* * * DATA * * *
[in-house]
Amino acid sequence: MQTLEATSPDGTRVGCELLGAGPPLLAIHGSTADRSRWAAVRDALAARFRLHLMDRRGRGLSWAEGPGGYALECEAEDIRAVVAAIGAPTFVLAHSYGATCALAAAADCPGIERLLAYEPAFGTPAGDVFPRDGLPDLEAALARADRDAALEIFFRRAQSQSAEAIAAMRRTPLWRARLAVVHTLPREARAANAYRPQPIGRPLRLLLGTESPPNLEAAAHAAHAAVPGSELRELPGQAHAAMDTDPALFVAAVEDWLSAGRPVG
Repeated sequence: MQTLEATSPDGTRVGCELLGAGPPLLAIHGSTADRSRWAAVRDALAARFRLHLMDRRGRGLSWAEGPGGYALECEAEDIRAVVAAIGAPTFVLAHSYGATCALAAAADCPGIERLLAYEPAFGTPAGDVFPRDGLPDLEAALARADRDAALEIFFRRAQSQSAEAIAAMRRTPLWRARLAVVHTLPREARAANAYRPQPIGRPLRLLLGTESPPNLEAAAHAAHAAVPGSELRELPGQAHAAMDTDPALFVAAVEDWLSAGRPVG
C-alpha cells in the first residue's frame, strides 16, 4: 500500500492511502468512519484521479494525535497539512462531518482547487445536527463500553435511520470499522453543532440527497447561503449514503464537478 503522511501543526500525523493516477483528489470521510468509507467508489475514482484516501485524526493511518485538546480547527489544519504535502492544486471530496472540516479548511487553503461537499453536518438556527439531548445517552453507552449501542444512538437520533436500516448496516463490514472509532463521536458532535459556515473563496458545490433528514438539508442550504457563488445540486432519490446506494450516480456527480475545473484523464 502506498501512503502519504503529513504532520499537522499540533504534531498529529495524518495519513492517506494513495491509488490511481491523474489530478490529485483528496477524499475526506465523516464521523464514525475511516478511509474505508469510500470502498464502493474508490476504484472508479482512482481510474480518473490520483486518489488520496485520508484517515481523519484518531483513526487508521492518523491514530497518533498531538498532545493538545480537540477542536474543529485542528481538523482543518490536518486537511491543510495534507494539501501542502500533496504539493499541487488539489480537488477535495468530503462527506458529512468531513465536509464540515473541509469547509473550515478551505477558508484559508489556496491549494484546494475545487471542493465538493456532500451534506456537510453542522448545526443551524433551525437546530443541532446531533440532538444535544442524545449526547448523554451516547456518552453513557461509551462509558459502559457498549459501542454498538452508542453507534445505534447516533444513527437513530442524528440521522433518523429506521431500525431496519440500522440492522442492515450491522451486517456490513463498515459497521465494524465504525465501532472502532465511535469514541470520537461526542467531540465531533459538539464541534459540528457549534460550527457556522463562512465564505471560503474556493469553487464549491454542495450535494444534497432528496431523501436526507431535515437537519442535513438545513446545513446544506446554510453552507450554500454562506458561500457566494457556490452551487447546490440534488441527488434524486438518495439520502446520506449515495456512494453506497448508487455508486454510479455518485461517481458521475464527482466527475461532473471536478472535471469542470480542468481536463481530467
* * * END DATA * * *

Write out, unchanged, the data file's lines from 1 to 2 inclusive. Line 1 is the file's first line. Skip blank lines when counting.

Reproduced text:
[in-house]
Amino acid sequence: MQTLEATSPDGTRVGCELLGAGPPLLAIHGSTADRSRWAAVRDALAARFRLHLMDRRGRGLSWAEGPGGYALECEAEDIRAVVAAIGAPTFVLAHSYGATCALAAAADCPGIERLLAYEPAFGTPAGDVFPRDGLPDLEAALARADRDAALEIFFRRAQSQSAEAIAAMRRTPLWRARLAVVHTLPREARAANAYRPQPIGRPLRLLLGTESPPNLEAAAHAAHAAVPGSELRELPGQAHAAMDTDPALFVAAVEDWLSAGRPVG